Andean condors: masters of flight efficiency

condor 4410243 1280 Andean COndors | Animals | Flight Efficiency

The aviation industry can only dream of such efficiency. Once in the air, Andean condors hardly have to put much of an effort into making the distance.

Andean condors (Vultur gryphus) are neither the heaviest flying birds (that honor goes to the big bustard with 35 lbs. and thus 4.5 lbs. heavier) nor do they have the largest wingspan: the king albatross surpasses them with its 12-foot wide span—1.3 feet more than the condors. But the South American vultures may be the most efficient gliders in the animal kingdom, as a study by Emily Shepard of the University of Swansea and her team in “PNAS” suggests.

Andean condors can glide in the air for up to five hours without flapping their wings once. One of the birds, which was monitored with the help of motion sensors, covered a distance of 106 miles without a single flap. On average, they only actively moved their wings during one percent of the total flight time, otherwise they optimally exploited rising air currents. During the study, the sensors continuously recorded wing flapping, as well as twists and turns of the condors.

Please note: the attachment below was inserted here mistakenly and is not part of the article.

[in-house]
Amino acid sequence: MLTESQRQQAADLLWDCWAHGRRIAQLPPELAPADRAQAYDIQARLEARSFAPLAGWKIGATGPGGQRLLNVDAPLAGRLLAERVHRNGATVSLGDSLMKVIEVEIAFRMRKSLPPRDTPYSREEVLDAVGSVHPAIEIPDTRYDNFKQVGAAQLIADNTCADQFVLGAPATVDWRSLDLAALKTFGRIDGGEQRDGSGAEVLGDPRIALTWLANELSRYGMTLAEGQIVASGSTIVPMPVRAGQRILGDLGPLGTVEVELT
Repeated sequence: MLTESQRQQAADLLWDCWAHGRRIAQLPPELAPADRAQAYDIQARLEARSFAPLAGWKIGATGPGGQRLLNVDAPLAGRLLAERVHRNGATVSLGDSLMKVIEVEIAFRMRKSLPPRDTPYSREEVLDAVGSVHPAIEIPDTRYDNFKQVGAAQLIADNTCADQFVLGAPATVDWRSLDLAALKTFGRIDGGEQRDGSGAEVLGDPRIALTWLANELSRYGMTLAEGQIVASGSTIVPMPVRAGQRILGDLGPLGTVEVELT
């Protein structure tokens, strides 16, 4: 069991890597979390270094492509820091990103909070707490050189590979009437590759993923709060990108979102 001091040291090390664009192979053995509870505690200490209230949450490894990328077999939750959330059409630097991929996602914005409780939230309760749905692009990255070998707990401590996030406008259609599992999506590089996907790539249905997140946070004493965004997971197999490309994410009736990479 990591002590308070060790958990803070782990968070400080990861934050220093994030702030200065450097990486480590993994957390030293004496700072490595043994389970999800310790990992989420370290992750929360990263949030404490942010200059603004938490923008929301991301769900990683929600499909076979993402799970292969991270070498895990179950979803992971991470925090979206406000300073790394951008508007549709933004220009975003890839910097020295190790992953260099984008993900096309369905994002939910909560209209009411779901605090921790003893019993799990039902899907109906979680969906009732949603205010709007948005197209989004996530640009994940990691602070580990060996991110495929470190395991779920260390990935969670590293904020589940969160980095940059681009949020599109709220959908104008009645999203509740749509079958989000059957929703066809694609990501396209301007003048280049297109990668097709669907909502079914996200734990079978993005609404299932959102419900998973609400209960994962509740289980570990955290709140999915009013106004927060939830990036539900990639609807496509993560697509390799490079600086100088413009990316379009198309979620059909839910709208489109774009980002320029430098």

On the other hand, the launch is extremely energy-intensive because the animals have to beat their wings intensively, says Hannah Williams of the Max Planck Institute for Behavioral Research, who participated in the study. The decision as to when and where an animal lands and when it changes the flow if its flight is therefore crucial, as take-offs after unnecessary landings significantly increase the total cost of the flight. The areas between ascending thermals are especially critical for the condors, because they can not just glide, but have to fly actively.

The birds would therefore have to recognize exactly how the thermals behave and adjust in order to fly as efficiently as possible. The biologists now want to explore how the condors locate the air currents. It would be possible, for example, for them to observe other birds and draw their conclusions from their behavior, or to learn this behavior by “creating” their own flow maps of their habitat.

Andean condors live along the entire mountain range from Venezuela to Chile. They regularly fly from their nesting sites in the high mountains to the Pacific coast to eat the carcasses of whales or seals stranded on the beach.